“A Holden dealer has written to Industry Minister Karen Andrews about the GMSV plans and expressing disappointment at the inaction of the minister’s office, which has sat on draft legislation that would help resolve the dispute with GM and address the substantial power imbalance between franchisee and franchisor,” a spokesperson for the Australian Holden Dealer Council said.
Ms Andrews said she continued to engage with dealers, meeting and speaking with them directly about their ongoing negotiations and also had been in contact with dealer representatives.
“Minister Cash and I also met this week with GM Holden to reiterate the expectation of the government, and Australians, that they negotiate in good faith and ensure a fair outcome for the Aussie dealers who’ve carried their brand for decades,” she said.
ALP senator Deborah O’Neill said the failed mediation showed the substantial imbalance of power that existed between franchisors and franchisees.
“It has been over 15 months since the Parliamentary Report into Franchising highlighted this exact issue that Holden dealers now face, but this government refuses to stand up for small business and is beholden to large franchisors such as General Motors who are abandoning their car dealers here in Australia,” she said.
Holden’s offer to the dealers, of $1500 per vehicle for the next 2½ years alongside partial reimbursement for capital expenditure such as showroom refurbishments and a continuing service arrangement for dealers beyond the current franchise agreements, is open until the end of June.
However, the compensation offered by Holden, which equates to approximately $146 million, is well short of dealers’ demands for $6100-a-car, which they say takes into account the full extent of the losses they face and would result in a compensation figure of $594 million.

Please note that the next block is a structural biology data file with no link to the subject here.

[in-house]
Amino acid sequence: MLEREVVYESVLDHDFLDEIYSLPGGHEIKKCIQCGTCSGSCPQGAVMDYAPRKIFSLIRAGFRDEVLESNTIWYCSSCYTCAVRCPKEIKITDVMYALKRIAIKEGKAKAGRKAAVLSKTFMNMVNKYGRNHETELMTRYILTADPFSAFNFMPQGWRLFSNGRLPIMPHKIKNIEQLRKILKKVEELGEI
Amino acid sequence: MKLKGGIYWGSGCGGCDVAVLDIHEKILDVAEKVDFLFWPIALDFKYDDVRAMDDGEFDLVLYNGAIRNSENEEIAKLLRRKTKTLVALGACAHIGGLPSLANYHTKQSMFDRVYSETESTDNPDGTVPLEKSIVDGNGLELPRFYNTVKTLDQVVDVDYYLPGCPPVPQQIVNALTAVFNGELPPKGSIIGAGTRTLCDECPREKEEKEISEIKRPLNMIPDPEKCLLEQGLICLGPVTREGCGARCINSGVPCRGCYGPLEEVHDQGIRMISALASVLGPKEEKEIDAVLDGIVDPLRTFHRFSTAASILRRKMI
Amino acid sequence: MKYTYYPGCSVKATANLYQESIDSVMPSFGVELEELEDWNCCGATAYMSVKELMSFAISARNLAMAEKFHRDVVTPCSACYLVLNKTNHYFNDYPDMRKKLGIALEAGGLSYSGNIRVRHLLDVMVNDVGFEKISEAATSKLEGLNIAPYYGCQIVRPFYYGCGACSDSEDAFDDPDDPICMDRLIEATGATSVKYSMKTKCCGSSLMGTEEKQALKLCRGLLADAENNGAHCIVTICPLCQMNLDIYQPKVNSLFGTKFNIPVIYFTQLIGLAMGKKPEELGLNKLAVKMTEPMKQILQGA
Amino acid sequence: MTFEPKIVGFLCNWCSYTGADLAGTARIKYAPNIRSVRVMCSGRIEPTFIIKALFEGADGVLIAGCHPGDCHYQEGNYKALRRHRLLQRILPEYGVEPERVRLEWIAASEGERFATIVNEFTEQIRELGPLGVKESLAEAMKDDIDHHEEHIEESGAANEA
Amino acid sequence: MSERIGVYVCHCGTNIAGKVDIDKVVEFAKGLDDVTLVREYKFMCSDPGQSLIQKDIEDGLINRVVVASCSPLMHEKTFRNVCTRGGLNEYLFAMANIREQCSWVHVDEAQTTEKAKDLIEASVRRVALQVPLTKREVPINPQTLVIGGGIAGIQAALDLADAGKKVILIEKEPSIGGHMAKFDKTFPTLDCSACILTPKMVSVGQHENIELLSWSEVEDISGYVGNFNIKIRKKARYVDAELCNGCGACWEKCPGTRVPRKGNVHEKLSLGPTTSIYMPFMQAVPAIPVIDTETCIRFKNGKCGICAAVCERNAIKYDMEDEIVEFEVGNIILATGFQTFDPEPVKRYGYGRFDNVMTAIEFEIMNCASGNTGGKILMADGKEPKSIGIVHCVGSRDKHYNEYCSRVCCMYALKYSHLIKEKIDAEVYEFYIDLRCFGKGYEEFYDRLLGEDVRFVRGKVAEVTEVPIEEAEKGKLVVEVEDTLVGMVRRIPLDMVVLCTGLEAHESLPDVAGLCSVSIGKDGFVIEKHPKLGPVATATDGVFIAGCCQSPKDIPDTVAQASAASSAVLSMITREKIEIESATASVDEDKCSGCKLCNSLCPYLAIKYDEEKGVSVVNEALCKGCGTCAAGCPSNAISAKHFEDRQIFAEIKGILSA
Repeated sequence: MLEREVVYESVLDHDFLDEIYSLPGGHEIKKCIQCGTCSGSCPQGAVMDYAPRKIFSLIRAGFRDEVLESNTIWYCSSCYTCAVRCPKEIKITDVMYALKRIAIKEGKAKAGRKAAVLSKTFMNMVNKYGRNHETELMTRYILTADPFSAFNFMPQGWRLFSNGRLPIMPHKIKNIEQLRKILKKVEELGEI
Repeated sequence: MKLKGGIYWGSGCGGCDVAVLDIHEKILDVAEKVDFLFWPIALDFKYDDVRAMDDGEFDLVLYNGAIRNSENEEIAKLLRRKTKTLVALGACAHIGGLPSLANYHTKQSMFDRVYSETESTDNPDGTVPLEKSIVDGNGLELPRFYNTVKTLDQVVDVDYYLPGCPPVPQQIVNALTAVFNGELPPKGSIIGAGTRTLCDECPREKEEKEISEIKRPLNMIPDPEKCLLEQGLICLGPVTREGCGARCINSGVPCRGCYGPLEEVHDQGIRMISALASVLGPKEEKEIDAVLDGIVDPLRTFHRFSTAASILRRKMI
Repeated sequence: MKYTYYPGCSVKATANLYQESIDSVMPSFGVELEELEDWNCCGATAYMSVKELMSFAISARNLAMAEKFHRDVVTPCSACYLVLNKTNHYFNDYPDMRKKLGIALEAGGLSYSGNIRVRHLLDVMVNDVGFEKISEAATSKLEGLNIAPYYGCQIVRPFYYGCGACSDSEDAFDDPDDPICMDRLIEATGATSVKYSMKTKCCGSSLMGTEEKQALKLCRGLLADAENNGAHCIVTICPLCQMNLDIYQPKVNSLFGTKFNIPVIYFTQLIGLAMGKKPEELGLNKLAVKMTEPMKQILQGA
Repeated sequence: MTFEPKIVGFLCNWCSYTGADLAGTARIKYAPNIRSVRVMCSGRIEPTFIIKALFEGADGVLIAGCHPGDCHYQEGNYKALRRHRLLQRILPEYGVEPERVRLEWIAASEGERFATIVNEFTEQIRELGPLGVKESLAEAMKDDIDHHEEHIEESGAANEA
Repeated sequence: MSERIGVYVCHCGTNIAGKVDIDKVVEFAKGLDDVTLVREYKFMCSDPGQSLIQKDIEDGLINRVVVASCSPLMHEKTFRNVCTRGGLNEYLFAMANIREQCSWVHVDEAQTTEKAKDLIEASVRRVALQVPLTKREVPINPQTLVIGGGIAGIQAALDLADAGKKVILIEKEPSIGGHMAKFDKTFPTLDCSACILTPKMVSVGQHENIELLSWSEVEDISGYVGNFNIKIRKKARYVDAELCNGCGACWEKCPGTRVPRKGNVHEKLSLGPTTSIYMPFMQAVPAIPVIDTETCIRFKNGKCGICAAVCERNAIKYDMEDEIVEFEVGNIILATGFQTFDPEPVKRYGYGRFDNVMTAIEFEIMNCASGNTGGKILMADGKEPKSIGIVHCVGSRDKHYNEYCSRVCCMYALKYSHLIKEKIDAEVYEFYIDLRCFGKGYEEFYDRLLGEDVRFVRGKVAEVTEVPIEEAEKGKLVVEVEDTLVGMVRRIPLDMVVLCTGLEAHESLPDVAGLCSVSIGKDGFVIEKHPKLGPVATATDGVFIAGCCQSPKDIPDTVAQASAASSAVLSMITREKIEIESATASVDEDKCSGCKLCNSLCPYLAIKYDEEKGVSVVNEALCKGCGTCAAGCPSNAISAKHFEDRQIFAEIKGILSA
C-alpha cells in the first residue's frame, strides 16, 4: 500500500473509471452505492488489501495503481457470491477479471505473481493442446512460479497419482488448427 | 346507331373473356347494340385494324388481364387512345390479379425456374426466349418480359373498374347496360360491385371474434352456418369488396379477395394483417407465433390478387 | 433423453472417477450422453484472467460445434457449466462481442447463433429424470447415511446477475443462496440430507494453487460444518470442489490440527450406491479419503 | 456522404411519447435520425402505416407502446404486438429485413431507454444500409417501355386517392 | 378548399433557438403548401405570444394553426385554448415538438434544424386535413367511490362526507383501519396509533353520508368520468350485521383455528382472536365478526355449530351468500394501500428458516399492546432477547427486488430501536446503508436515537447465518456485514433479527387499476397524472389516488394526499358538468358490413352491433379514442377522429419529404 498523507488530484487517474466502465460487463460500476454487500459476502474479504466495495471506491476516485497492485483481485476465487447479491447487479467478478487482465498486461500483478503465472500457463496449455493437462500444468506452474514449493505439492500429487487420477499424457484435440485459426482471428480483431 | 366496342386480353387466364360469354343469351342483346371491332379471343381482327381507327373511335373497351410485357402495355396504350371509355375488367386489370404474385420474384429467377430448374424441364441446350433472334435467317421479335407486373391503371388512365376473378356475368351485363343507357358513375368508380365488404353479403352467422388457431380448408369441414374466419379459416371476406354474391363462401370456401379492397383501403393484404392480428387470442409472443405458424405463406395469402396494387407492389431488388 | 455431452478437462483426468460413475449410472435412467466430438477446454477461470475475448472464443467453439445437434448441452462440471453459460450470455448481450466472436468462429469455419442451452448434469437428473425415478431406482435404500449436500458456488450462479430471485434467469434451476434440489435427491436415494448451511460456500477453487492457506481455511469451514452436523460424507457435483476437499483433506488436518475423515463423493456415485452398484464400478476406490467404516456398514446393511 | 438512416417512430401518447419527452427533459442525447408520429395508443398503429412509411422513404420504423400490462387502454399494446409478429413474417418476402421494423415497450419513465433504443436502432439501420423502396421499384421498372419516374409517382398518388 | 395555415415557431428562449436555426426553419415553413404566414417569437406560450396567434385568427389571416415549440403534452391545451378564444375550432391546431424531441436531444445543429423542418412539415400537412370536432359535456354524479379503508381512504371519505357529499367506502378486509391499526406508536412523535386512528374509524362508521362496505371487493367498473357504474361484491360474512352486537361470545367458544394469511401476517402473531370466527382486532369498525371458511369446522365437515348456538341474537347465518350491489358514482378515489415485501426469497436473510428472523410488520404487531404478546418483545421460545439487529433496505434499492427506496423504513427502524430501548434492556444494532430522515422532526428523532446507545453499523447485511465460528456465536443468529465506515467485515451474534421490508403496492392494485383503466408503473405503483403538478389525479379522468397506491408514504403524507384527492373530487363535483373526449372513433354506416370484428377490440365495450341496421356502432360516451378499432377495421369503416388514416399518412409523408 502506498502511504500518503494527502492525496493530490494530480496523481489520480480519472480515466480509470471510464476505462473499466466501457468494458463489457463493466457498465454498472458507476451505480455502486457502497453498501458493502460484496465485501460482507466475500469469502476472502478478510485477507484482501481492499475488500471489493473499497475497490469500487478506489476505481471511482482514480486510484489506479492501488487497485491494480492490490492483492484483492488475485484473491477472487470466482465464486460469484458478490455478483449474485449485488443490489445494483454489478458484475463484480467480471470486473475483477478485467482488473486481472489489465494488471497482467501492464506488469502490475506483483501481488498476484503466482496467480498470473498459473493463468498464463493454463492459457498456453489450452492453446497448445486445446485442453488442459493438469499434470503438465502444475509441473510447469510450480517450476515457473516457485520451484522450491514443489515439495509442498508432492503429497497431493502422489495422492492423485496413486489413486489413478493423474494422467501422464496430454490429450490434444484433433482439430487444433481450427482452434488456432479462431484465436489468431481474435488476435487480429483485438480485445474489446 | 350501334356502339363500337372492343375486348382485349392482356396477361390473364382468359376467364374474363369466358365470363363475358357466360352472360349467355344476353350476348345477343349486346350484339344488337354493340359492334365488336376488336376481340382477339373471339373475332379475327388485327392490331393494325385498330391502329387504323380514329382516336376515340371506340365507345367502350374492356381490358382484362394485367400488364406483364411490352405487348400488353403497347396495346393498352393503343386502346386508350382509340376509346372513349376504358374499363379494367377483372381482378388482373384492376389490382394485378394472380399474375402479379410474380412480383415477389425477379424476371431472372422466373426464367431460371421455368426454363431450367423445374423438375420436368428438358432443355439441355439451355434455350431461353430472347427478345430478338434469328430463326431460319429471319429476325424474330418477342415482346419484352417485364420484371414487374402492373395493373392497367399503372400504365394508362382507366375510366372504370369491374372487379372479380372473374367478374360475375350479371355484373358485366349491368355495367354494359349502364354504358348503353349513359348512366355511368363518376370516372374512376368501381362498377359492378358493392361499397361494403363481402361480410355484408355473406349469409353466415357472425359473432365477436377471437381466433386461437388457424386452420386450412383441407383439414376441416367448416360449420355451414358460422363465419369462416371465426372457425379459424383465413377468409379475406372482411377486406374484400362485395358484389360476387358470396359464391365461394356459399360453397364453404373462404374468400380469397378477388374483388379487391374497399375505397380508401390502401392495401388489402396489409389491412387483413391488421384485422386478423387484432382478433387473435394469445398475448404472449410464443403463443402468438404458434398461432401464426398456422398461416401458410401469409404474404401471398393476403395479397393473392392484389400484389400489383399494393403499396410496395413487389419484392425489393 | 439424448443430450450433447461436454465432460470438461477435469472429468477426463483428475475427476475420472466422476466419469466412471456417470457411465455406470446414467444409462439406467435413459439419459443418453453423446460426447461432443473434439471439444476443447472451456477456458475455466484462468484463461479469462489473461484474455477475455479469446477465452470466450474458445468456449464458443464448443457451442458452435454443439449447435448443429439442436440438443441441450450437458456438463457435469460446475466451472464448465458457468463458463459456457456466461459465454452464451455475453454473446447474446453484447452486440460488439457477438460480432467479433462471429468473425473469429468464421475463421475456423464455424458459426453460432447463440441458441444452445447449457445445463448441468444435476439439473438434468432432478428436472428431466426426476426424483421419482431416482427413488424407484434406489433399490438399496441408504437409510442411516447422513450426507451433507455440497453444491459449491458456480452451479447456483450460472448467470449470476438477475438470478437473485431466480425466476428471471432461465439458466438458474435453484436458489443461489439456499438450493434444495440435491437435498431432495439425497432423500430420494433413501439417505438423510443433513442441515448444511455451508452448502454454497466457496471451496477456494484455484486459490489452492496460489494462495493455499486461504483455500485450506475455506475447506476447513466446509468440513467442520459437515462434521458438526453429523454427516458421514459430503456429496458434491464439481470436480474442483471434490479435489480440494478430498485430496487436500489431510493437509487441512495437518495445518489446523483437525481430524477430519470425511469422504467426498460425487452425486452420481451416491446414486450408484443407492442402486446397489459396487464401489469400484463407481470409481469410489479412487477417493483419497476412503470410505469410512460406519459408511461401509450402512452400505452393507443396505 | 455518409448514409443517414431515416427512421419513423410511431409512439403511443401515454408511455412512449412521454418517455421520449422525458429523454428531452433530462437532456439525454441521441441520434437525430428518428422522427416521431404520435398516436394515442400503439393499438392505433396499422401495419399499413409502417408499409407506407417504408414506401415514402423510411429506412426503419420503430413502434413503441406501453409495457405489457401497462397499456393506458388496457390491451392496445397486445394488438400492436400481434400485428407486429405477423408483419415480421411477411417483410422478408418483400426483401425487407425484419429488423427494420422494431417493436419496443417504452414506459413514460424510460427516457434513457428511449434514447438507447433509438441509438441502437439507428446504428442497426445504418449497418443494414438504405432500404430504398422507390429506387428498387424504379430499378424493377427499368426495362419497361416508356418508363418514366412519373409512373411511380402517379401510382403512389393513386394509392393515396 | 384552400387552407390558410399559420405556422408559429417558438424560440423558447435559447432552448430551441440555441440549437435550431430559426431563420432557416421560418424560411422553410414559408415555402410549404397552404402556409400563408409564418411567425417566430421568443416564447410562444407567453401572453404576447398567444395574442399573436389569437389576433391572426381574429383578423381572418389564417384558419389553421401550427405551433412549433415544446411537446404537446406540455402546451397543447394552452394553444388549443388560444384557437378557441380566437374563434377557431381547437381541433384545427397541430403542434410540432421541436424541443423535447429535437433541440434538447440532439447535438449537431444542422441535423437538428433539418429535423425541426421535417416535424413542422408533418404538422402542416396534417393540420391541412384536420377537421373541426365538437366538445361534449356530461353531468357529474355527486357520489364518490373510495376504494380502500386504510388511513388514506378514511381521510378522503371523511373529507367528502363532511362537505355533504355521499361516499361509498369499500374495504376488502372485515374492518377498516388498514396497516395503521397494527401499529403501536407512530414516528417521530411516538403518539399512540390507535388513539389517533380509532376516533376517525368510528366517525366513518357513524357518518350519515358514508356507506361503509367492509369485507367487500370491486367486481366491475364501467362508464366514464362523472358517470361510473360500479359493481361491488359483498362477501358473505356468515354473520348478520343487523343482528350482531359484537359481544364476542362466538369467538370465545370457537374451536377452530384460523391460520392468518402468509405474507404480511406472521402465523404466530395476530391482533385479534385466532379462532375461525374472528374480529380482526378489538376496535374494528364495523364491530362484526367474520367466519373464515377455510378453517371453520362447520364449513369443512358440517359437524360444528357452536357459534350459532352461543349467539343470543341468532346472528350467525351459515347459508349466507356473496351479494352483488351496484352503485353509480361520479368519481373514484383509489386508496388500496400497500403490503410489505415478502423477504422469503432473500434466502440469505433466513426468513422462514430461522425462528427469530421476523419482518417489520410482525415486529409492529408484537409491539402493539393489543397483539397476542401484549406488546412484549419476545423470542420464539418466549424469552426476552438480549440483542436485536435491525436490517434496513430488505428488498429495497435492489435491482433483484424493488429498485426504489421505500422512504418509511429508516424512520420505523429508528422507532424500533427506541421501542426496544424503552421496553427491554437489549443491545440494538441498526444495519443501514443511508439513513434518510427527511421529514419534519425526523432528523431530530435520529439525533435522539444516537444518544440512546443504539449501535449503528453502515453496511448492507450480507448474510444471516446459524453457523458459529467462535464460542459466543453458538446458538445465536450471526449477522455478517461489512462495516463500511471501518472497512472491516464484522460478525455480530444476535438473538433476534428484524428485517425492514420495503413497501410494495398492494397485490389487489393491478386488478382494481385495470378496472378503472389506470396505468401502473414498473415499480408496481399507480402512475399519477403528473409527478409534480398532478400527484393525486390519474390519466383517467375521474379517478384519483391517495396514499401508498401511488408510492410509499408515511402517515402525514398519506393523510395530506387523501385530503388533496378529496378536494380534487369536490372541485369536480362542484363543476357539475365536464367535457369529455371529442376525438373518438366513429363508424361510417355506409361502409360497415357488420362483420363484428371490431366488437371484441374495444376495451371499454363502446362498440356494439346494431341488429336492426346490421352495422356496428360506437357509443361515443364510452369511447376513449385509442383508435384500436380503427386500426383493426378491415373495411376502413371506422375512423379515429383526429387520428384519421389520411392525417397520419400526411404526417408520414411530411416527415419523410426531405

One of the affected franchisees is Ken Jacka, who has been forced to sell his Holden dealership in Maryborough which was started by his father in 1979.
“General Motors has been saying you can stay on offering parts and service but that’s difficult when you have no new cars, that is the crux of what we do,” he said. “As much as I want to make it work, it doesn’t work.”
Mr Jacka said he had sold what remained of the business and the property to the local Toyota dealership in a “bittersweet” deal which retained jobs for about half his staff.
“We sold it at less than building value only, we have basically given the business to them,” he said. “It’s sad. I’m glad my old man is not here to see what has happened to the brand. I have never driven anything but a Holden car and I don’t know what I will drive now.”
A spokesperson for Holden said the company had considered all matters raised during its discussions with dealers and remained of the view that its offer to dealers was fair and reasonable.
“We will continue to work with dealers who wish to transition their businesses and access our transition support package,” a spokesperson for Holden said.
“Our broader focus is with our 1.6 million Holden customers.”
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Cara is the small business editor for The Age and The Sydney Morning Herald based in Melbourne